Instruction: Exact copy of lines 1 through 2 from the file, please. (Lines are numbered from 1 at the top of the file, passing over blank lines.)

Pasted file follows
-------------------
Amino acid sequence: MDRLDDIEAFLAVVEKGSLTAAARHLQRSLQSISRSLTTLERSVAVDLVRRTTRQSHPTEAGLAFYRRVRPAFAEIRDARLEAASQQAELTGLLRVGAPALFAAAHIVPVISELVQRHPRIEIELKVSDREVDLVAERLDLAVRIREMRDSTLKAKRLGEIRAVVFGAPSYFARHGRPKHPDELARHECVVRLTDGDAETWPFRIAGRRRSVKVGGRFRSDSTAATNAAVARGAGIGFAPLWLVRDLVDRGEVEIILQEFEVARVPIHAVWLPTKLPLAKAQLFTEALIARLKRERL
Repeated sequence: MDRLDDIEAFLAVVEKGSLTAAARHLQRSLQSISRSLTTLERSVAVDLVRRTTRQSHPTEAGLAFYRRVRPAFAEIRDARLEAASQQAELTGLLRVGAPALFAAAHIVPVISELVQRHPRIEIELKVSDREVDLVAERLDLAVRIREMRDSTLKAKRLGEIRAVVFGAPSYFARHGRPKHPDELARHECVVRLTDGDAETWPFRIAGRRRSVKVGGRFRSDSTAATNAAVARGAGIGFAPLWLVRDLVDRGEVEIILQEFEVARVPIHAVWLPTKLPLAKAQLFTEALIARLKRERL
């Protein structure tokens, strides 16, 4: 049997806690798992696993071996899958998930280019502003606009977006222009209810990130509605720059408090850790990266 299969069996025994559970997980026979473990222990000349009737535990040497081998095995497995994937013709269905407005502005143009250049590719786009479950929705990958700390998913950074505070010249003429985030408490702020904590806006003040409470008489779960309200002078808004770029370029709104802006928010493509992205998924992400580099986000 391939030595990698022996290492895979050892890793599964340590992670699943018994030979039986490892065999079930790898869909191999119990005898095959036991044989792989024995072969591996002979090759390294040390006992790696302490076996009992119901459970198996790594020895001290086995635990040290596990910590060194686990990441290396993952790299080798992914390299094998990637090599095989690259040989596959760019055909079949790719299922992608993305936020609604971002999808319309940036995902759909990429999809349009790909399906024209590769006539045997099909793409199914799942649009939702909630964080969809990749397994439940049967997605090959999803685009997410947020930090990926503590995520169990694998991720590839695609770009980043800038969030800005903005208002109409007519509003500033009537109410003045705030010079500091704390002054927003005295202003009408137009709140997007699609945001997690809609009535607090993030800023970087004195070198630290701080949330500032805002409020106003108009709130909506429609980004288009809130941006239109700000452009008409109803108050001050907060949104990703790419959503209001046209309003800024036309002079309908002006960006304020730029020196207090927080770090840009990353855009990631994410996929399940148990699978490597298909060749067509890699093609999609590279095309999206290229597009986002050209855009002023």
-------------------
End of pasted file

Amino acid sequence: MDRLDDIEAFLAVVEKGSLTAAARHLQRSLQSISRSLTTLERSVAVDLVRRTTRQSHPTEAGLAFYRRVRPAFAEIRDARLEAASQQAELTGLLRVGAPALFAAAHIVPVISELVQRHPRIEIELKVSDREVDLVAERLDLAVRIREMRDSTLKAKRLGEIRAVVFGAPSYFARHGRPKHPDELARHECVVRLTDGDAETWPFRIAGRRRSVKVGGRFRSDSTAATNAAVARGAGIGFAPLWLVRDLVDRGEVEIILQEFEVARVPIHAVWLPTKLPLAKAQLFTEALIARLKRERL
Repeated sequence: MDRLDDIEAFLAVVEKGSLTAAARHLQRSLQSISRSLTTLERSVAVDLVRRTTRQSHPTEAGLAFYRRVRPAFAEIRDARLEAASQQAELTGLLRVGAPALFAAAHIVPVISELVQRHPRIEIELKVSDREVDLVAERLDLAVRIREMRDSTLKAKRLGEIRAVVFGAPSYFARHGRPKHPDELARHECVVRLTDGDAETWPFRIAGRRRSVKVGGRFRSDSTAATNAAVARGAGIGFAPLWLVRDLVDRGEVEIILQEFEVARVPIHAVWLPTKLPLAKAQLFTEALIARLKRERL